Chemical-recycling – High-density-polyethylene 26-05-2022 - Arhive

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Chemical-recycling – High-density-polyethylene

-France setting the pace for PET chemical recycling in Europe

France is continuing to lead the way in the development of the polyethylene terephthalate chemical recycling industry in Europe, with a spate of new facility announcements set to build out capacity in the country.

France will have three polyethylene terephthalate (PET) chemical recycling facilities opening by 2025, aiming to become the leader in new recycling technologies in Europe. Announcements from Eastman, Loop Industries and Carbios highlight not only the opportunities but also the challenges still facing the recycling industry. Namely, feedstocks.

The announcements point to positive progression within the chemical recycling sector for PET, but also raises questions around Europe’s – and the world’s – ability to provide these new facilities with the material they need.

Any new venture that requires plastic waste as a feedstock makes the established but supply constrained mechanical recycling sector nervous – especially if they view the new capacities as competition for raw materials.

At present the operating capacities of chemical recycling plants remains low in comparison to mechanical recycling, and Europe has a lower capacity in comparison to some regions such as Asia Pacific and North America at less than 100,000 tonnes/year.

Capacities are projected to rise rapidly, given the announced projects and assuming adequate volumes and qualities of feedstocks can be sourced to feed those plants.

New facility investments

Loop Industries announced that it has selected Port-Jerome-sur-Seine, in Normandy, as the site for a 70,000 tonne PET chemical recycling facility as part of the company’s partnership with Suez, with a projected investment of €250m.

The plant will take in waste plastic feedstock, transported down the Seine River from the Paris region, and will use Loop’s proprietary depolymerisation technology, Infinite Loop, to break down the PET and polyester waste into its base monomers. This will be used to produce 100% R-PET resin and polyester fibre.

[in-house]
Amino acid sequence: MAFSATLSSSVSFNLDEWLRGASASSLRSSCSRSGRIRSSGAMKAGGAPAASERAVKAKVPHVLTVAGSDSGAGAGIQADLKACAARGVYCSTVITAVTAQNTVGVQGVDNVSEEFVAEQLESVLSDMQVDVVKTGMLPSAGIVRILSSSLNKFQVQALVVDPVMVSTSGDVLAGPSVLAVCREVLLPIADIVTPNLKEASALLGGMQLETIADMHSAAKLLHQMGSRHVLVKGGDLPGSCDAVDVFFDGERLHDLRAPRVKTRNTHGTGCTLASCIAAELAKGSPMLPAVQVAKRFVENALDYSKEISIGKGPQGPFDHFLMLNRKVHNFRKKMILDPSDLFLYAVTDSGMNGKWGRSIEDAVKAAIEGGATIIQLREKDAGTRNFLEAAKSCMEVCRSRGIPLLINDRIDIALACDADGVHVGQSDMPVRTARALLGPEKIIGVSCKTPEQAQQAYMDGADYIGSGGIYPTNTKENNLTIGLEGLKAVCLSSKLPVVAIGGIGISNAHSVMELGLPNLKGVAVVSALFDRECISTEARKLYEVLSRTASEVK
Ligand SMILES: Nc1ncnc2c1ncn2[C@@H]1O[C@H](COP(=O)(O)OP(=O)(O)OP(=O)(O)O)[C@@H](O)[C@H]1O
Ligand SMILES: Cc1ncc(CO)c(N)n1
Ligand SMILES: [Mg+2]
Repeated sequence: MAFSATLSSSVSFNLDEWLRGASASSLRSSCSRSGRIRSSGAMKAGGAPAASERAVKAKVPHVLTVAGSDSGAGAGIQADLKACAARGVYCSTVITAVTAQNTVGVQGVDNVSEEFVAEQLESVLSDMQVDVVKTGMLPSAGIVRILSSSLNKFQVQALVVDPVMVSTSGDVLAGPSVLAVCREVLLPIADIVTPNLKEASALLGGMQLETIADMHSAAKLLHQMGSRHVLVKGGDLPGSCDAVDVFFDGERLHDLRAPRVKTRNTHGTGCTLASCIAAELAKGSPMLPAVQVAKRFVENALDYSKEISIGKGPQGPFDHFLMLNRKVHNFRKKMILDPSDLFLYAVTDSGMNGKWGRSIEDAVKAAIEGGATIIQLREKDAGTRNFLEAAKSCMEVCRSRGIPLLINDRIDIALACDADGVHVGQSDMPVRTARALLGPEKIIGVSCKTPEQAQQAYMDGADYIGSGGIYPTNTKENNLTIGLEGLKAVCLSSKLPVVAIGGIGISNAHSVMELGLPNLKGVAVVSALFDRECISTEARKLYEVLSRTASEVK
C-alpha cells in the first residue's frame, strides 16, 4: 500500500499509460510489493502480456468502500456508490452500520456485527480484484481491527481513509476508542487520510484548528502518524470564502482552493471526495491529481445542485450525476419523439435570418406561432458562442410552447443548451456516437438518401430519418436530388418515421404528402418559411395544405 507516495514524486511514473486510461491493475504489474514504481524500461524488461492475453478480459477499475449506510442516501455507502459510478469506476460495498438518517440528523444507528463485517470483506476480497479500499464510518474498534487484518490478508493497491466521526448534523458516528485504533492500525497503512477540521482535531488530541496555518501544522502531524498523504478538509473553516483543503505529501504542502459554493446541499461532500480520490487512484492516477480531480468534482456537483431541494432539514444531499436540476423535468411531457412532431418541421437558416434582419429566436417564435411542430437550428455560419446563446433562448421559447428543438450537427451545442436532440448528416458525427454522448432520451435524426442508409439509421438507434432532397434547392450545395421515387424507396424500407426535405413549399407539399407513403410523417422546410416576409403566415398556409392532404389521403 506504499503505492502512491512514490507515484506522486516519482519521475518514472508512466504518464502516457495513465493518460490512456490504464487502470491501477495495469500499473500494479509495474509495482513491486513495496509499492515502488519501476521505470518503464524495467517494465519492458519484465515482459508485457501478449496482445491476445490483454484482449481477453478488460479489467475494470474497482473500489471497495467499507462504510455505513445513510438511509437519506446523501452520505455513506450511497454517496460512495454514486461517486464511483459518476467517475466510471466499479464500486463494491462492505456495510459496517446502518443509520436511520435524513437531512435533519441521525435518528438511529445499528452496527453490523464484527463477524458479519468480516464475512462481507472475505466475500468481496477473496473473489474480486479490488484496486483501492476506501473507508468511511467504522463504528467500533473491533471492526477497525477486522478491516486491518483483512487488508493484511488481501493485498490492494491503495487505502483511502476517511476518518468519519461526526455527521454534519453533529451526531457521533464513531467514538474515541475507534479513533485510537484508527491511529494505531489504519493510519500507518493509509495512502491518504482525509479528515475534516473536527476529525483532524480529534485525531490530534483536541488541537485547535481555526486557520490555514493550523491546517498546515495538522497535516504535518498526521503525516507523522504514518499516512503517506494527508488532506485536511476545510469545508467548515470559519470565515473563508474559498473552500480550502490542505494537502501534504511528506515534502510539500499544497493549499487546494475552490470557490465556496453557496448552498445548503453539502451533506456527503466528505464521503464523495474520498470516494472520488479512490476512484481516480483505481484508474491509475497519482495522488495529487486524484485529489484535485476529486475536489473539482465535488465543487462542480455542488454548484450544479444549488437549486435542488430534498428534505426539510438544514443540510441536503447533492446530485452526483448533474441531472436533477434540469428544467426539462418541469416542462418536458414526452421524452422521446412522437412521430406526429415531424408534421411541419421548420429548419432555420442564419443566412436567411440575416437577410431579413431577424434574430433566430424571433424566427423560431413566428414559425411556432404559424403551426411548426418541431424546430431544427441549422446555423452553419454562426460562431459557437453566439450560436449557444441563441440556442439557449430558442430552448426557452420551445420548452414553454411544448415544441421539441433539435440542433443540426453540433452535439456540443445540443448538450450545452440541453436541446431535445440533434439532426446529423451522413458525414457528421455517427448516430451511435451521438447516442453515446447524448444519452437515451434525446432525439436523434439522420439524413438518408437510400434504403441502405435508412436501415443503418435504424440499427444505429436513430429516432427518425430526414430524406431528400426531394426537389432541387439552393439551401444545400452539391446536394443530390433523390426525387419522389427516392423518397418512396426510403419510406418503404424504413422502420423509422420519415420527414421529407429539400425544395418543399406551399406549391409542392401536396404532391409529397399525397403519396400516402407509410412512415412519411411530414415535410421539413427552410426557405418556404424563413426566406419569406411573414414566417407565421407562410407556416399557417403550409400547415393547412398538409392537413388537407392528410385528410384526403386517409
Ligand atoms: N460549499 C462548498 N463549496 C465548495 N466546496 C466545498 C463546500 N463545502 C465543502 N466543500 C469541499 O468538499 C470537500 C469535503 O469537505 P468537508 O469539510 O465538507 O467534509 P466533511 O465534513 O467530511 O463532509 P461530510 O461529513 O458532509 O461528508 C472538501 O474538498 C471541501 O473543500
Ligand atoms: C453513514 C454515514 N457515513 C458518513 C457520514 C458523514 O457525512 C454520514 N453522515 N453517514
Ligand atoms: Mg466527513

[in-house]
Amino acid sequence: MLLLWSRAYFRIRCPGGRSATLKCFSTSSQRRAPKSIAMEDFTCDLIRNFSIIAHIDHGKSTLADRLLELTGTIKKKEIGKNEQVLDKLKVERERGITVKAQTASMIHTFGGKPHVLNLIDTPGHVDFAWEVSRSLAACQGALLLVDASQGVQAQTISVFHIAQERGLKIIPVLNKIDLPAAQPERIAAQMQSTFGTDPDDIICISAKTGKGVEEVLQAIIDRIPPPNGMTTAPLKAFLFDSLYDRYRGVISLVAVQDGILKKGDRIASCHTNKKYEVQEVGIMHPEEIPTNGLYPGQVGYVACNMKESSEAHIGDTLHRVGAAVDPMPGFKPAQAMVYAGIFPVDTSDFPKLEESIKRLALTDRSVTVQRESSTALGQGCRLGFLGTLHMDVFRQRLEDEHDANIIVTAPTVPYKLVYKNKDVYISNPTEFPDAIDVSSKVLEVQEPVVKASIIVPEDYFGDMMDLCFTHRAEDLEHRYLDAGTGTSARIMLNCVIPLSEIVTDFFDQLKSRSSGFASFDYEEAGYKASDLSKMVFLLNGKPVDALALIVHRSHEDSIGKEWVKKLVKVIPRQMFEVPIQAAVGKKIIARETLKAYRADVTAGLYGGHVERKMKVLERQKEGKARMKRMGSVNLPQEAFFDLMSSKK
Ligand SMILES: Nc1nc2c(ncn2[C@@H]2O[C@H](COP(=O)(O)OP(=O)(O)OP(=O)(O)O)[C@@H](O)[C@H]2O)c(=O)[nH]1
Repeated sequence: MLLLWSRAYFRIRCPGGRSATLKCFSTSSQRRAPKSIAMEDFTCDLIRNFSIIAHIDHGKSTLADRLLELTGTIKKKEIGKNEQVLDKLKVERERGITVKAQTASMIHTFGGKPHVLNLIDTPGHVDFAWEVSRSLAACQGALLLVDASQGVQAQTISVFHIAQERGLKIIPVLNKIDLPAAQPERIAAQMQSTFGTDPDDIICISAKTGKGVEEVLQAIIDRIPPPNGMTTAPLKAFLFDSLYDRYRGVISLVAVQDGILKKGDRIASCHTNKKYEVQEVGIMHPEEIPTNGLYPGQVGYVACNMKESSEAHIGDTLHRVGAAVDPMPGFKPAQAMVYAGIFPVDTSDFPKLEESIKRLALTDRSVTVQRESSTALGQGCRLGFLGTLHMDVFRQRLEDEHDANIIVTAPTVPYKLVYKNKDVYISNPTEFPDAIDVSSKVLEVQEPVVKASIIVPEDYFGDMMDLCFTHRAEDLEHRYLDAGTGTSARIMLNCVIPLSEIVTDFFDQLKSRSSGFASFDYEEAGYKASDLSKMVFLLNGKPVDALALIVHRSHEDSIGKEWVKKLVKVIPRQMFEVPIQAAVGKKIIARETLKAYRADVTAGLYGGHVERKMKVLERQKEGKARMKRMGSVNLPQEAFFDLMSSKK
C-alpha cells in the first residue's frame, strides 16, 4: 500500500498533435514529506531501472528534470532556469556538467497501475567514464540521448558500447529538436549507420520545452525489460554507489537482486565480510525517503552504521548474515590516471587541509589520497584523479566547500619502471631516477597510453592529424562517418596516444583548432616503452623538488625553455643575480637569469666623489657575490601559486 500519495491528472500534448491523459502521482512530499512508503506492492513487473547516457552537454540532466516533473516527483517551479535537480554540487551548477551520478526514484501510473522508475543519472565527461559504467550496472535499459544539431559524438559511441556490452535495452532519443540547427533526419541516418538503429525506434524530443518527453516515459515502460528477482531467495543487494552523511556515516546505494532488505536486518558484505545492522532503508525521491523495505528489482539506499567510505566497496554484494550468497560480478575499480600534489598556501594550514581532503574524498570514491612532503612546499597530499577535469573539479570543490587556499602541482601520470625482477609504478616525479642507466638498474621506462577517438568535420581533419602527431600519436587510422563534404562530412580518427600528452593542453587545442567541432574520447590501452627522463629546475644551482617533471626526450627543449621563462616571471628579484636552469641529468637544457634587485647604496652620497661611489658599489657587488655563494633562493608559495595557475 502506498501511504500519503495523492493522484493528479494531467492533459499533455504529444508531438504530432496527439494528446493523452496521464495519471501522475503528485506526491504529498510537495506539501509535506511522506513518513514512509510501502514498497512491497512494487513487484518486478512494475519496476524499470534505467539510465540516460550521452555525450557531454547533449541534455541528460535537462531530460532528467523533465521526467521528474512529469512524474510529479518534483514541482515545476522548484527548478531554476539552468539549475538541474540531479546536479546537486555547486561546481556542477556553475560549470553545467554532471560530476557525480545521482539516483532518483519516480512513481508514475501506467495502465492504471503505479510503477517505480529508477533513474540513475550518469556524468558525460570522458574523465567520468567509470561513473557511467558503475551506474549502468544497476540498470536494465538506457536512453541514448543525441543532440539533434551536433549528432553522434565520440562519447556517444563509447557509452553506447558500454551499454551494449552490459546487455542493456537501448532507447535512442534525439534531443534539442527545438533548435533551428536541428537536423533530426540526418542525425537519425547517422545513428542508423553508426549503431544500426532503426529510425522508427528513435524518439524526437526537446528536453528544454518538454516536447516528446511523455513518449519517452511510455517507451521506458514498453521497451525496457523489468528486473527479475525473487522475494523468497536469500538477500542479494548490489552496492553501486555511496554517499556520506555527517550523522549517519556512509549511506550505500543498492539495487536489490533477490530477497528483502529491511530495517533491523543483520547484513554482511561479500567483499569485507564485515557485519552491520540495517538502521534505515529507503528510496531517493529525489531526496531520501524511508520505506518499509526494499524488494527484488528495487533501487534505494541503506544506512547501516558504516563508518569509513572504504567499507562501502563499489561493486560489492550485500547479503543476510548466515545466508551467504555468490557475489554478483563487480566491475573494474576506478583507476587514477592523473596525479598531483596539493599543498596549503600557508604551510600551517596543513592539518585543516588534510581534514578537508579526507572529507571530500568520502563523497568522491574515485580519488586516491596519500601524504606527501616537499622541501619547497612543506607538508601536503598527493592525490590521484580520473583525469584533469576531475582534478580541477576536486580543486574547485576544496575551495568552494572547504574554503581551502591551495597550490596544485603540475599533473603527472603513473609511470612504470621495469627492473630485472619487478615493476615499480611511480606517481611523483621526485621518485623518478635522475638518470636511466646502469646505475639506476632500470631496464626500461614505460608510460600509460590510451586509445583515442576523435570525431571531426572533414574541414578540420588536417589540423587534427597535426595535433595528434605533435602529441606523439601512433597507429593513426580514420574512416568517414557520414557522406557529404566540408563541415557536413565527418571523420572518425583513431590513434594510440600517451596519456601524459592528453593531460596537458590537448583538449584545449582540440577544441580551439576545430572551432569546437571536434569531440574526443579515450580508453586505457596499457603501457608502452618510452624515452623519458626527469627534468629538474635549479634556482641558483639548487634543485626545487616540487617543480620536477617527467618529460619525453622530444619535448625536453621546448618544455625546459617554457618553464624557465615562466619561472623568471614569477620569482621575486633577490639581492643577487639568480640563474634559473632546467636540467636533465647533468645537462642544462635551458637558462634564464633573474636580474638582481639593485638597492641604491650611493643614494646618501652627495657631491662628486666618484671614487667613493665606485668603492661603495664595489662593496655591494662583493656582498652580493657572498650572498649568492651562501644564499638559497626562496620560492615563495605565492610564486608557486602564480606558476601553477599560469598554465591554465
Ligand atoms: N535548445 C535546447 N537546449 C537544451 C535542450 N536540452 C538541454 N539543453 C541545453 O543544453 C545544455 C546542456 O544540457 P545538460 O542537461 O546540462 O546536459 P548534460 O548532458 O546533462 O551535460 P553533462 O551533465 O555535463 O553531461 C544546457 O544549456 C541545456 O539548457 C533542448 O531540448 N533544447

Construction is expected to begin in 2023, with commissioning taking place 18 months later, though it remains unclear if the plant will reach commercial scale by 2025 to meet the EU’s target for 25% recycled content in all PET beverage bottles by 2025.

US chemicals major Eastman also announced plans to invest up to $1bn in a hard-to-recycle PET waste methanolysis-based chemical recycling facility in France. These feedstocks include all types of PET packaging, carpets, and apparel.

The facility would use Eastman’s polyester renewal technology via a methanolysis depolymerisation unit to chemically recycle up to 160,000 tonnes/year of PET waste that is currently incinerated. The total output capacity of the facility was not stated, as it is dependent on yields from the waste PET inputted. The plant it slated to be operational by 2025.

Carbios and Indorama Ventures (IVL) have announced a joint venture to build an enzymatic-based PET chemical recycling plant at IVL’s PET production site in Longlaville, Meurthe-et-Moselle.

The plant is expected to be operational in 2025 and will have a slated post-consumer PET waste input capacity of 50,000 tonnes/year. The investment is estimated at €150m for Carbios’ core technology, which includes the integration of an additional purification stage. Chemical-recycling – High-density-polyethylene

A further €50m is reserved for the infrastructure preparation of the site. A feasibility study will be conducted for the industrialisation of Carbios’ technology on the IVL production site.

The plant will use Carbios’ C-ZYME enzymatic recycling technology, referred to by Carbios as ‘bio-recycling’. Enzymatic recycling is also known as enzymatic hydrolysis and is a form of chemical recycling.

Carbios’ recycling technology uses an enzyme capable of depolymerising PET, which is then purified before being repolymerised back into PET. The joint venture follows the set-up of a demonstration plant in Clermont-Ferrand that was established to essentially prove the process, which would support not only the build of a plant, but also others that are running under licensing agreements.

Chemical-recycling - High-density-polyethylene Technology: First industrial solution for bottle-to-bottle recycling of body detergent bottles made of high-density polyethylene (HDPE) Technology has just presented the first industrial technology solution for the bottle-to-bottle recycling of detergent bottles made of high-density polyethylene (HDPE). The clients for this project were Beiersdorf AG and the Fraunhofer Institute for Process Engineering and Packaging. Chemical-recycling – High-density-polyethylene